Marian Kramer and Willie Baptist sat down to discuss how the National Welfare Rights Union understands “struggle as a school.” Kramer and Baptist have ties to the long history of welfare rights. Kramer was part of the original National Welfare Rights Organization of the 1960s and 1970s and both were part of the founding of the National Welfare Rights Union in 1987. In this interview, they reflect on the tactics and strategy of organizing poor people around welfare rights. They challenge the prevailing and competing ideas about welfare rights strategy that block the poor from effectively organizing as leaders and offer insight as to why those models have failed to respond to the accelerated dismantling of the welfare state in the changing conditions of the cheaper and more powerful micro-electronics and computers.
When the National Welfare Rights Union studies the history of the National Welfare Rights Organization of the previous generation, they are learning from struggle. This is particularly important as technology rapidly erodes the need for workers in a society where one’s survival is based on the ability to find paid employment. Welfare programs like AFDC (then TANF), SSI, SSDI, and SNAP were designed to support and stabilize our economic system for the benefit of the capitalists, not to meet the human rights of all people. The contradiction of an economy which no longer needs workers, but still forces workers to depend on paid labor, makes increasingly necessary the sophistication of the dispossessed class to engage a strategy that effectively battles the owning class for the means of life—water, food, housing, and even our own children.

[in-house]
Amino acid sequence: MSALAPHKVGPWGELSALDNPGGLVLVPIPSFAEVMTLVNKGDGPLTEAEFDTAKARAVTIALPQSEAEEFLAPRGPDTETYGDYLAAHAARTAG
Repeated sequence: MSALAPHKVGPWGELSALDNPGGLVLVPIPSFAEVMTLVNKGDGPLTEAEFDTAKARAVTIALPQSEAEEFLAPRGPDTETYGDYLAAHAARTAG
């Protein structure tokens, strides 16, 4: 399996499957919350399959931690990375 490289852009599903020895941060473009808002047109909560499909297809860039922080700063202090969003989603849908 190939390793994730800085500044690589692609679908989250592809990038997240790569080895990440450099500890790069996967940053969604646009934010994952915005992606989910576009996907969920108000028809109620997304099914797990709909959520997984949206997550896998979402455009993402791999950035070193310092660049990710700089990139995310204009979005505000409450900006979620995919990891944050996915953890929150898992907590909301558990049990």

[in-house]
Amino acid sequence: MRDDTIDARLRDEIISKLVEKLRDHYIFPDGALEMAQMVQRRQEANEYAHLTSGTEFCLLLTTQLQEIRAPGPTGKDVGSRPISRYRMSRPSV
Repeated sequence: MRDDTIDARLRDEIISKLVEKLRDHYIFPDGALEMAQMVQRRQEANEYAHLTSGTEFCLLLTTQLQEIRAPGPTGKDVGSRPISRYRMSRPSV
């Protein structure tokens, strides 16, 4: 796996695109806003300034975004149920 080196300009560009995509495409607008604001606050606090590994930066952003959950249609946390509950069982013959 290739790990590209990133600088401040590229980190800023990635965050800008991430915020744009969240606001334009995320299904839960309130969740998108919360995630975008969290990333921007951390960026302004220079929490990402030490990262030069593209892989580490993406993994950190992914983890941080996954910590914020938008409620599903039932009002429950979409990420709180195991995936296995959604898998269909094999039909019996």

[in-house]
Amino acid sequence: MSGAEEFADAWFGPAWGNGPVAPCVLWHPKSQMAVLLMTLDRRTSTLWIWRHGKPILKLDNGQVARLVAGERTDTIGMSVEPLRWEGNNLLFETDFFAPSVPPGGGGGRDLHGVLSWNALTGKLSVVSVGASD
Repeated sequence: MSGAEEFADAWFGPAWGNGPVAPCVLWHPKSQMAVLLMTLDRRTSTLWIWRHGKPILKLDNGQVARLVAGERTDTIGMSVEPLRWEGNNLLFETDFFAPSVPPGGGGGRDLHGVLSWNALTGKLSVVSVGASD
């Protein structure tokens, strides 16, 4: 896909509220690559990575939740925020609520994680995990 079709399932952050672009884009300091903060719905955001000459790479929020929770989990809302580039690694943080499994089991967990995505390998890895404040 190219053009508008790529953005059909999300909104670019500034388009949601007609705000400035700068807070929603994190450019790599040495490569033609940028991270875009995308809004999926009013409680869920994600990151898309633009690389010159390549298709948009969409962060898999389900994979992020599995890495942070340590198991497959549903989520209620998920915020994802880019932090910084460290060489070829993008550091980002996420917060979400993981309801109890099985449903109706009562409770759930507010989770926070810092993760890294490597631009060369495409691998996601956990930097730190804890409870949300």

Key fronts of struggle in the coming period for welfare rights
Marian Kramer: There are several struggles that are the foundation of what we want to get rid of under this capitalist system. One is the snatching of children from parents by the state because the family is poor. You know, other folks end up gleaning funds when these children are snatched. When families have to go to court, money is made off them. If they have a foster care person, money is made there. But the parents are not really cared for and helped like they should be. If the parents were able to get the same amount of money as a foster parent, they could keep their family together. But that would depend on a system that really cared about the wellbeing of the family. A lot of times they snatch these kids for reasons that are lies. They take kids because the Department of Health and Human Services gets funds for themselves. They’re crooks.